Because of the rapid removal of the abrasive particles from the bottom of the borehole, before they can accumulate on the bottom, the drill is rendered more effective and the abrasive particles are not cushioned or their movement impeded. This also is helpful in keeping air pressure at the bottom of the hole at a minimum, and this low air pressure provides less resistance to passage of the abrasive particles.
In FIGURES 5 and 6I a rotary type nozzle is shown which may be readily fitted to the plate 76 simply by unthreading the fitting 82 from the nozzle 80, removing the nozzle 80 from the plate 76 and replacing it with the rotatable nozzle shown in FIGURES 5 and 6. The titting 32 containing the ends of the conduits `84 and 86 is threaded into an adapter sleeve 110 which is threaded to an annular shank 112 having external threads thereon to adapt it for threading into the plate 76.
The annular shank 112 extends below the lower surface of the plate 76 and is journalled in a bearing designated generally by the reference numeral 114. The inner race 116 of the bearing is secured stationary to the annular shank 112 and the outer race 118 is press-fitted or by other means secured to the stepped wall portion 120 of the rotatable nozzle body 122.
Thus it will be seen that the nozzle body 122 is free to rotate relative to the plate 76.
The nozzle body 122 is provided with an opening 124 communicating with a central opening 126 in the annular shank 112 and with the opening in the fitting 82. The opening 124 diverges into a plurality of discharge openings 128 and 130 which slope spirally downward in opposed directions to the bottom end of the nozzle body 122 to have both downward and tangential components of direction.
The outlet diameters of the passages 128 and 130 are of slightly different diameters thereby one is constrained to conduct a smaller volume of abrasive material than the other and in that they discharge in opposed directions, the speed of angular rotation of the nozzle will depend upon the discharge differential, thereby, by providing outlet passages of different diametral sizes, the whirling speed of the rotatable nozzle body can be controlled.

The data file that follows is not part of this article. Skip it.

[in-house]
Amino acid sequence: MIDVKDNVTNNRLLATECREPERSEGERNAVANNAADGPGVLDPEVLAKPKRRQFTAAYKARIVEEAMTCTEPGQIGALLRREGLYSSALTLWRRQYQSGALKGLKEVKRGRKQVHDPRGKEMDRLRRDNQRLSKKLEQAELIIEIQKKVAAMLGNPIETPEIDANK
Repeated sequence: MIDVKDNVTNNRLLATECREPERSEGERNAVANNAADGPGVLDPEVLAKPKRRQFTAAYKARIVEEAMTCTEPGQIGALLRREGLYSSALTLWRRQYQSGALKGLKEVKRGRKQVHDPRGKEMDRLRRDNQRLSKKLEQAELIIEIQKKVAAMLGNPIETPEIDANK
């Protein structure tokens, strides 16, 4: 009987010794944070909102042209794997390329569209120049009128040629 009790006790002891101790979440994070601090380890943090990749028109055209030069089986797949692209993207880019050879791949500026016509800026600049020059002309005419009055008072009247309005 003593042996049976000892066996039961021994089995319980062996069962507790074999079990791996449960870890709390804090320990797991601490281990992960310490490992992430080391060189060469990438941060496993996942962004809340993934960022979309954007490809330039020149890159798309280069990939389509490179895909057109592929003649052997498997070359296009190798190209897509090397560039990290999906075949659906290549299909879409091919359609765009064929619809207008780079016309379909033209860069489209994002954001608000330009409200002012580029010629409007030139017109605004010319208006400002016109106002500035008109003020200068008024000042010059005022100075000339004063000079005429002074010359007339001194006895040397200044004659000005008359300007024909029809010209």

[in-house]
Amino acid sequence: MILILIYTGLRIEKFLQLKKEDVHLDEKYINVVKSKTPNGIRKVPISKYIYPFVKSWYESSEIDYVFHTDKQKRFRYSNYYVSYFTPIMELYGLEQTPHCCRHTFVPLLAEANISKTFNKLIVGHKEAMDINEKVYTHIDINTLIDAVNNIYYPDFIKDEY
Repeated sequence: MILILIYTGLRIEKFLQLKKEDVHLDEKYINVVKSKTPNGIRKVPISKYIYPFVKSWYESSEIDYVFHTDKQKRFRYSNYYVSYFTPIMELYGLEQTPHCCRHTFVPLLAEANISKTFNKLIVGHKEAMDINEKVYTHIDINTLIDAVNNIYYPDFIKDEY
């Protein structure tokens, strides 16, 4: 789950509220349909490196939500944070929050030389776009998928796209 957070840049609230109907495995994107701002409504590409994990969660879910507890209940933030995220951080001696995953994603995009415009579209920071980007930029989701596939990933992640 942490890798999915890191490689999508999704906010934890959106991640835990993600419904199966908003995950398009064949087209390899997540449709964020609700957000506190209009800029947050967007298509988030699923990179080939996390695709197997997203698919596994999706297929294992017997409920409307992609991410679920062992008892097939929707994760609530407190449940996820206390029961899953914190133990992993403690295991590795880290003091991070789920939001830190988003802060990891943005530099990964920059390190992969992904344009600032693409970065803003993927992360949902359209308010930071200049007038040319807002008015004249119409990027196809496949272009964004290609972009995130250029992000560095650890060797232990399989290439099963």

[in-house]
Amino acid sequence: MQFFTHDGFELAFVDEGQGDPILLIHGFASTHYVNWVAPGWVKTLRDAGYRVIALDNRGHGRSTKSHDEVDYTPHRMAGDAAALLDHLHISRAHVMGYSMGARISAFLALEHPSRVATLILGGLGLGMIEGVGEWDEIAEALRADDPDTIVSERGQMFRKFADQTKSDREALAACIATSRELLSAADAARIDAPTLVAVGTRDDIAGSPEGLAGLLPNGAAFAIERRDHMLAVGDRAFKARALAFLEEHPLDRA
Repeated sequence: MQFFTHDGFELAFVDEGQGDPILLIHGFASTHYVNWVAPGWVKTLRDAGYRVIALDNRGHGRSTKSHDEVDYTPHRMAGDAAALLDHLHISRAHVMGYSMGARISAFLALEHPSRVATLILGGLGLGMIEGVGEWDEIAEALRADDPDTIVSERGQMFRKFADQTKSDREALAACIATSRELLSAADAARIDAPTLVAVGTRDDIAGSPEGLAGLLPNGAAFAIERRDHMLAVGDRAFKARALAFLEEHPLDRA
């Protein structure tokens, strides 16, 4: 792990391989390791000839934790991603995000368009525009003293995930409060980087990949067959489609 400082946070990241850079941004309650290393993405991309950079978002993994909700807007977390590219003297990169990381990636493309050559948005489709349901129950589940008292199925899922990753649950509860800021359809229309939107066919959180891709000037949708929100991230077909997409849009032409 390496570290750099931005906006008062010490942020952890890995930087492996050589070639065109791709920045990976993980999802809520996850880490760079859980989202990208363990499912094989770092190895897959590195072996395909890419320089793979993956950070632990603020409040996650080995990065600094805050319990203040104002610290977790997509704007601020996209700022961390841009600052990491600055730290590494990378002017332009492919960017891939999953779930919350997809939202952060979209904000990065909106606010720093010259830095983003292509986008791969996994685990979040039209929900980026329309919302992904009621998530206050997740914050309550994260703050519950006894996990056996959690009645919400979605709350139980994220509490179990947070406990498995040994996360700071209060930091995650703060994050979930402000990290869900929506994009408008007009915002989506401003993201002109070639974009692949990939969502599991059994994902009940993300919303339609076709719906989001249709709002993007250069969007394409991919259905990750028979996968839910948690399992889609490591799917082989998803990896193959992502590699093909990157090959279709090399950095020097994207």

Thus it will be seen that when, for example, a drilling ,operation is being performed in, say, hard rock or granite, a rotatable nozzle can be chosen which will have a low whirling speed thereby concentrating the abrasive particles at a point for a longer period of time. In softer material, a nozzle body could be chosen which would rotate faster.
The principles and structures of this invention, as embodied in the two specific examples illustrated and described herein, are effective to provide improved drilling techniques in a wide variation of utilization of fluids, fluid pressures and grit sizes. However, for deep well drilling operations, it is considered advantageous that air be used as the iiuid and that air velocities in the range of 6000-9009 feet per minute be utilized. Such velocities are readily attainable. Thus, it is known that a velocity of 6000 feet per minute may be derived in hose of oneinch inner diameter at pressures of 90-100 pounds per square inch when 50 cubic feet per minute of air is passing through the hose.
It is also considered preferable that grit sizes be closely regulated since variation in grit sizes will result in irregular cutting patterns.
It will be obvious that the present invention possesses unique and novel capabilities for drilling holes. It does not involve heavy complicated torque transmitting elements and is light in weight as compared to conventional types of drills of the rotary bit type. Furthermore, it is adapted to long periods of use and can be readily and easily withdrawn from the borehole when sampling operations are to be carried out. Only the portions of the drill exposed to the flow of the abrasive particles need be of a harder material than the outer parts of the drill construction so that the use of hard materials which are sometimes more costly is kept at a minimum.
As the borehole deepens and is blasted to the desired diameter, the drill descends and the shroud prevents the wall of the borehole from enlarging in that it protects it from recocheting particles of abrasive, whereby a smooth well bore is maintained.
The length of the shroud is such that the nozzle is constrained to follow a straight path. Should the formation at the bottom of the borehole be of uneven hardness, the shroud will prevent tilting of the drill.
Obviously, many variations of the above described invention may be created without departing from the spirit of the invention. It is therefore -to be understood that the invention is not intended to lbe limited by the specific illustrated examples disclosed herein but rather by the language and scope of the appended claims.
What is claimed is: